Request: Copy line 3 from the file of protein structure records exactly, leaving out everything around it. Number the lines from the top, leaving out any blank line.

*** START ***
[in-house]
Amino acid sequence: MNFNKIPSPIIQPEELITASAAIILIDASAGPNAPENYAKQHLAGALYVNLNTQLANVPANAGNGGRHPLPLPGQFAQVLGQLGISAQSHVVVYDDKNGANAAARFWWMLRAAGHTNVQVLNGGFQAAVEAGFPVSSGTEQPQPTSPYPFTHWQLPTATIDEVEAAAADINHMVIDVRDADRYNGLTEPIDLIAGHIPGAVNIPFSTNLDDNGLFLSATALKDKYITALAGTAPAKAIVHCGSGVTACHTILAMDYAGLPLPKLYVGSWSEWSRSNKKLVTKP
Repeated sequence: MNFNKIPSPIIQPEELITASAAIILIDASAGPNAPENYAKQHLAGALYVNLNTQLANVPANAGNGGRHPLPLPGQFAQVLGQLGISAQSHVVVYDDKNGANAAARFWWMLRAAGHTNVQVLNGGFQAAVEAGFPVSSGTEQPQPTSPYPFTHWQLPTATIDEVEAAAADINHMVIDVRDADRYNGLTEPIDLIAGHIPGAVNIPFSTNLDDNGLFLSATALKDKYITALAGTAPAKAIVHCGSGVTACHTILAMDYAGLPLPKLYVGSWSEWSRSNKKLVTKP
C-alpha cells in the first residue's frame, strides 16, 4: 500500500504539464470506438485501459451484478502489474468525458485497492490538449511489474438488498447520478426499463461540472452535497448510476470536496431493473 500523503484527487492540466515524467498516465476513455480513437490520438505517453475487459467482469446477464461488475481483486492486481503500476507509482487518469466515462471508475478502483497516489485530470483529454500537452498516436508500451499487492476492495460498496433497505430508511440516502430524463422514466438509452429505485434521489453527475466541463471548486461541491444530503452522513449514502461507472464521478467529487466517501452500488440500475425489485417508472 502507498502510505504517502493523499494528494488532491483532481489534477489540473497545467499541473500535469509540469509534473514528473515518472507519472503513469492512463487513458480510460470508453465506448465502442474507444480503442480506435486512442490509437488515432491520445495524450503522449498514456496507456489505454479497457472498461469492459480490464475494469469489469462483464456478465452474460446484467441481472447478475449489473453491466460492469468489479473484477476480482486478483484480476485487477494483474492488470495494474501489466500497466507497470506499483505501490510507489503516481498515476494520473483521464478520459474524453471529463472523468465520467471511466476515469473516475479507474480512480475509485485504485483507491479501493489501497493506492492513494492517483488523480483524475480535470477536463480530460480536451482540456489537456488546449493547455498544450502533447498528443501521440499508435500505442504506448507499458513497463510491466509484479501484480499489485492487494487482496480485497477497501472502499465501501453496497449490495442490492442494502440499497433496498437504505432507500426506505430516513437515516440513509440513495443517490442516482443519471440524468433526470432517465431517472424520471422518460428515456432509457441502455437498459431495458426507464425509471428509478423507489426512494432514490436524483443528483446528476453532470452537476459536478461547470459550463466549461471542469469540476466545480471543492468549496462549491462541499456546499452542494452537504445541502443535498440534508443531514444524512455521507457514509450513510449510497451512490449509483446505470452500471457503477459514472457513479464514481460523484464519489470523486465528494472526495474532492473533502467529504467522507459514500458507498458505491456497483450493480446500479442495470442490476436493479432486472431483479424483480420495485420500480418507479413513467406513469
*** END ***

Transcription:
Repeated sequence: MNFNKIPSPIIQPEELITASAAIILIDASAGPNAPENYAKQHLAGALYVNLNTQLANVPANAGNGGRHPLPLPGQFAQVLGQLGISAQSHVVVYDDKNGANAAARFWWMLRAAGHTNVQVLNGGFQAAVEAGFPVSSGTEQPQPTSPYPFTHWQLPTATIDEVEAAAADINHMVIDVRDADRYNGLTEPIDLIAGHIPGAVNIPFSTNLDDNGLFLSATALKDKYITALAGTAPAKAIVHCGSGVTACHTILAMDYAGLPLPKLYVGSWSEWSRSNKKLVTKP